Agios Pharmaceuticals' second-in-command PK activator has passed a mid-stage checkpoint, lessening the need for transfusions in select anemia patients and teeing up the second part of a phase 2 study for the middle of next year.
The rare disease company reported Monday that “proof-of-concept has been achieved” in a phase 2a study of AG-946, a pyruvate kinase (PK) activator for anemia in patients with lower-risk myelodysplastic syndromes. The goal centered on success in patients with low transfusion burden, with Agios reporting that four out of 10 patients in that subgroup achieved a “transfusion independence endpoint.” One patient out of the 22 that were enrolled actually hit the hemoglobin response endpoint within the 16-week treatment period.
The trial recruited 22 patients who were classified as either non-transfused or low transfusion burden. The former meant patients had received less than three red blood cell units in the 16 weeks before being dosed while the latter meant receiving three to seven red blood cell units in the same period or less than four units in the eight weeks before being dosed.
The transfusion independence endpoint, which applied only to patients defined as having a low transfusion burden, was defined as being transfusion-free for at least eight consecutive weeks during the 16-week treatment period. It’s unclear if any of the four patients needed transfusions outside of the 16-week core period, and if so, when. More data are set to be presented at a medical conference next year.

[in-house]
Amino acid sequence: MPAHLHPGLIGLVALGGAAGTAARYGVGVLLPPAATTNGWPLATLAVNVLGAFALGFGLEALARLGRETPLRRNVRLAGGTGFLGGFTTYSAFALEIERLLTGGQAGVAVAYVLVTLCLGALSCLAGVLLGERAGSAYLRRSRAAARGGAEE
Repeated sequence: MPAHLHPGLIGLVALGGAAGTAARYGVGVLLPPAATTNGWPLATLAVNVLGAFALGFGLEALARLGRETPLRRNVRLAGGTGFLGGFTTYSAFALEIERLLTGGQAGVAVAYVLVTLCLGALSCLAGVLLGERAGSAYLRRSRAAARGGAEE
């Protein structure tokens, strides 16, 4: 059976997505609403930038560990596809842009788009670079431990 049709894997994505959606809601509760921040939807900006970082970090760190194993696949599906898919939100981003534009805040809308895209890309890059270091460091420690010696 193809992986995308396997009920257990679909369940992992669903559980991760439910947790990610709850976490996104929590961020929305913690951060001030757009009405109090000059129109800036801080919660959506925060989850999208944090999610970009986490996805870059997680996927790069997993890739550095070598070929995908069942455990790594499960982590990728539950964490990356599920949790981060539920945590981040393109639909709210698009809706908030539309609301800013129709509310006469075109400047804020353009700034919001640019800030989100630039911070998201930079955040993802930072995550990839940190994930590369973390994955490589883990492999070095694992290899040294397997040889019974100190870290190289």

Agios Chief Medical Officer and R&D chief Sarah Gheuens, M.D., Ph.D., said in a release that the company was “pleased with the results.”
“A meaningful reduction in transfusions allows patients to potentially decrease visits to the clinic and experience improved quality of life,” she said. The looming placebo portion will be where Agios really tests the med’s mettle, which is expected in the middle of 2024.
Agios is about a year and a half removed from an R&D recalibration that set the PK-focused course it's now on. The biotech recently bolstered that ambition by scooping up Alnylam’s preclinical siRNA blood disease program for $17.5 million upfront., with IND-enabling studies slated before the end of the year.
Both the preclinical program and AG-946 are running behind FDA-approved PK deficiency treatment Pyrukynd, which was approved in February 2022. The therapy brought in $19.7 million in revenue through the third quarter of this year, according to tallies from the company’s 2023 earnings reports to date.